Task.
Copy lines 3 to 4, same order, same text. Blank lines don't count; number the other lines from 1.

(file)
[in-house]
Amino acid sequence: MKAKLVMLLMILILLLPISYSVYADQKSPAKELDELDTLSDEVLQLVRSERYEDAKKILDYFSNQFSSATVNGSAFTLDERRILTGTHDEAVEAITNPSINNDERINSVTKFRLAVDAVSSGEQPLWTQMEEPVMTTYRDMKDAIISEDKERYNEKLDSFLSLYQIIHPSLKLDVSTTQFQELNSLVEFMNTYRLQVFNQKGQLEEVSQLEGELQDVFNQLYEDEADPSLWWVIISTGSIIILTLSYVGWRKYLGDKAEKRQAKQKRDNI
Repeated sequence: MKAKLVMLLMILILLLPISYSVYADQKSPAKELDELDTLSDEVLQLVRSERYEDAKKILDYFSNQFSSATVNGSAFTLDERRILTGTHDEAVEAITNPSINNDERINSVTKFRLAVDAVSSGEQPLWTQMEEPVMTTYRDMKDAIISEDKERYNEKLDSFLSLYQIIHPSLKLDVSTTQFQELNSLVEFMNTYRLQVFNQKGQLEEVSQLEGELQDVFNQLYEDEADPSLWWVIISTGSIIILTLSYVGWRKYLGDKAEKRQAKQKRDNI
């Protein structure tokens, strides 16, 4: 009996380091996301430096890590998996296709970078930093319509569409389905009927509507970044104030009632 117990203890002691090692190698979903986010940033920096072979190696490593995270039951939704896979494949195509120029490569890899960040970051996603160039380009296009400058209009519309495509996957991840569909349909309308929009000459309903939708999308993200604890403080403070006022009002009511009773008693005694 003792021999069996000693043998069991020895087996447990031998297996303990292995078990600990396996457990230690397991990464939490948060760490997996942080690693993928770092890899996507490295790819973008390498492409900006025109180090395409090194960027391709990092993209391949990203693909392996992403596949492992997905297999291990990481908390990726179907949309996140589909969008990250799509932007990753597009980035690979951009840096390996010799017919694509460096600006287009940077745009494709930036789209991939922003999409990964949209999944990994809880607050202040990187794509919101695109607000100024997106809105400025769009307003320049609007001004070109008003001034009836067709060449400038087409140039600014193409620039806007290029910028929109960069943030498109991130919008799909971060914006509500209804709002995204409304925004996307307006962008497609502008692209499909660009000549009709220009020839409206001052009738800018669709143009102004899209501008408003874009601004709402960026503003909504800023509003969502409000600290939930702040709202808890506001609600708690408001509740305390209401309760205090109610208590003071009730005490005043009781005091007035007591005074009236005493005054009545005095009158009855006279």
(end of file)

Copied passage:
Repeated sequence: MKAKLVMLLMILILLLPISYSVYADQKSPAKELDELDTLSDEVLQLVRSERYEDAKKILDYFSNQFSSATVNGSAFTLDERRILTGTHDEAVEAITNPSINNDERINSVTKFRLAVDAVSSGEQPLWTQMEEPVMTTYRDMKDAIISEDKERYNEKLDSFLSLYQIIHPSLKLDVSTTQFQELNSLVEFMNTYRLQVFNQKGQLEEVSQLEGELQDVFNQLYEDEADPSLWWVIISTGSIIILTLSYVGWRKYLGDKAEKRQAKQKRDNI
């Protein structure tokens, strides 16, 4: 009996380091996301430096890590998996296709970078930093319509569409389905009927509507970044104030009632 117990203890002691090692190698979903986010940033920096072979190696490593995270039951939704896979494949195509120029490569890899960040970051996603160039380009296009400058209009519309495509996957991840569909349909309308929009000459309903939708999308993200604890403080403070006022009002009511009773008693005694 003792021999069996000693043998069991020895087996447990031998297996303990292995078990600990396996457990230690397991990464939490948060760490997996942080690693993928770092890899996507490295790819973008390498492409900006025109180090395409090194960027391709990092993209391949990203693909392996992403596949492992997905297999291990990481908390990726179907949309996140589909969008990250799509932007990753597009980035690979951009840096390996010799017919694509460096600006287009940077745009494709930036789209991939922003999409990964949209999944990994809880607050202040990187794509919101695109607000100024997106809105400025769009307003320049609007001004070109008003001034009836067709060449400038087409140039600014193409620039806007290029910028929109960069943030498109991130919008799909971060914006509500209804709002995204409304925004996307307006962008497609502008692209499909660009000549009709220009020839409206001052009738800018669709143009102004899209501008408003874009601004709402960026503003909504800023509003969502409000600290939930702040709202808890506001609600708690408001509740305390209401309760205090109610208590003071009730005490005043009781005091007035007591005074009236005493005054009545005095009158009855006279």